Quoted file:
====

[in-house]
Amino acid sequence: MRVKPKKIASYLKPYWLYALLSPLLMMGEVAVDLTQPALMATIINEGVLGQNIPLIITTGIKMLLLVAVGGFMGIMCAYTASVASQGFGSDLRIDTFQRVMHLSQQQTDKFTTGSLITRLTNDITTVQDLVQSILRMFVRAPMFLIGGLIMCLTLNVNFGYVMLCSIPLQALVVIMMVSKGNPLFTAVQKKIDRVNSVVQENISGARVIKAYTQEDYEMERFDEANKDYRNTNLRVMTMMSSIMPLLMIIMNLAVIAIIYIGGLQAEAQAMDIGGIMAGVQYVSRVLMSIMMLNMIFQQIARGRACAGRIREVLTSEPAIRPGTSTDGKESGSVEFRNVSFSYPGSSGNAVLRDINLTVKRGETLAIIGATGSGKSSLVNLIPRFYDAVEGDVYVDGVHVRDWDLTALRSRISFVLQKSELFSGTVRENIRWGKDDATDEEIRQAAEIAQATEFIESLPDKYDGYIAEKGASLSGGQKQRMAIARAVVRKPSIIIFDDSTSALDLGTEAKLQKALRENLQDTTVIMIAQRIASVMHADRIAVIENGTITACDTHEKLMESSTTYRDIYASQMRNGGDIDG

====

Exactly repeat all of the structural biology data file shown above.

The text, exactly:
[in-house]
Amino acid sequence: MRVKPKKIASYLKPYWLYALLSPLLMMGEVAVDLTQPALMATIINEGVLGQNIPLIITTGIKMLLLVAVGGFMGIMCAYTASVASQGFGSDLRIDTFQRVMHLSQQQTDKFTTGSLITRLTNDITTVQDLVQSILRMFVRAPMFLIGGLIMCLTLNVNFGYVMLCSIPLQALVVIMMVSKGNPLFTAVQKKIDRVNSVVQENISGARVIKAYTQEDYEMERFDEANKDYRNTNLRVMTMMSSIMPLLMIIMNLAVIAIIYIGGLQAEAQAMDIGGIMAGVQYVSRVLMSIMMLNMIFQQIARGRACAGRIREVLTSEPAIRPGTSTDGKESGSVEFRNVSFSYPGSSGNAVLRDINLTVKRGETLAIIGATGSGKSSLVNLIPRFYDAVEGDVYVDGVHVRDWDLTALRSRISFVLQKSELFSGTVRENIRWGKDDATDEEIRQAAEIAQATEFIESLPDKYDGYIAEKGASLSGGQKQRMAIARAVVRKPSIIIFDDSTSALDLGTEAKLQKALRENLQDTTVIMIAQRIASVMHADRIAVIENGTITACDTHEKLMESSTTYRDIYASQMRNGGDIDG